Married for 40 years, I cared for my husband who developed Parkinson’s Disease Psychosis. Photo courtesy of Sidney Hollingsworth.
Testimony volunteered by B. P. of Albuquerque, New Mexico, in hopes that it may be of help to Parkinsons patients, their caregivers, and doctors.
For over 9 years, my beloved husband and I had been successfully battling his slowly progressing Parkinson’s disease with medications and exercise. In October 2013, we had a big party to celebrate his 90th birthday. Three months later, he started having auditory hallucinations, listening to the same music played over and over again, all day long. Then came the visual hallucinations. At first they were benign, but by mid-year they terrified him. Waking up at night and not recognizing his surroundings, he would think himself lost in scary circumstances such as being in a foreign country or in mountains, edging his way along a precipice. Though our marriage of 40 years had transpired in loving harmony, he started having detailed and recurrent hallucinations that I was being unfaithful to him. Once, in the early hours of dawn, he made me call the police to save us from a gang violent thieves that he was convinced were hiding in the garage.
When it became clear that he had developed Parkinson’s Disease Psychosis (PDP), his physicians tried a number of medications to deal with the hallucinations, but none was effective. Soon, my husband’s condition required round-the-clock caregivers. I was unable to celebrate his 91st birthday because he was too detached from reality. Finally, I was advised that he needed to be in a nursing facility with a dementia unit. Such beds were scarce, and it took my daughter and me some time before we were able to find the place my husband would spend his last days. He died in December 2014. It broke my heart that my wonderful husband, who deserved to die in his own bed surrounded by his loving family, was not able to do so because PDP hallucinations made it impossible to keep him at home.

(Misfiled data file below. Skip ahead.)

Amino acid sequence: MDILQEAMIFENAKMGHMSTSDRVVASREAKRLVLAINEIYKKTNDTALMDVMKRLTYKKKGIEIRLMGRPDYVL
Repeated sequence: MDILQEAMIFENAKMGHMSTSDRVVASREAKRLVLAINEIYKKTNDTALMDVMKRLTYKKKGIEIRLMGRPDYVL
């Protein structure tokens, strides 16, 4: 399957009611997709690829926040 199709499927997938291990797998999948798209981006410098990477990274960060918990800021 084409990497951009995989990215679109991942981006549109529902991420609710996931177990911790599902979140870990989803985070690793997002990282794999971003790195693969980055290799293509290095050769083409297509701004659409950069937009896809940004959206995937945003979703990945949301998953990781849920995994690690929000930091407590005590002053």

About Parkinson’s Disease Psychosis: Parkinson’s Disease Psychosis is a debilitating disorder that commonly consists of hallucinations and delusions. Hallucinations are more common and often are visual. Research has shown that delusions often involve suspicions of spousal infidelity or other paranoid themes and are often disturbing and debilitating to patients. PDP substantially contributes to the burden of Parkinson’s disease and deeply affects a patient’s quality of life. Parkinson’s Disease Psychosis is also associated with increased caregiver distress and burden, nursing home placement, and increased morbidity and mortality.
As many as one million Americans live with Parkinson’s disease, which is more than the combined number of people diagnosed with multiple sclerosis, muscular dystrophy and Lou Gehrig’s disease. Approximately 60,000 Americans are diagnosed with Parkinson’s disease each year, and this number does not reflect the thousands of cases that go undetected.
I’m hopeful that soon there will be an FDA approved treatment for PDP so that other families can find the help that I would have treasured for my own husband.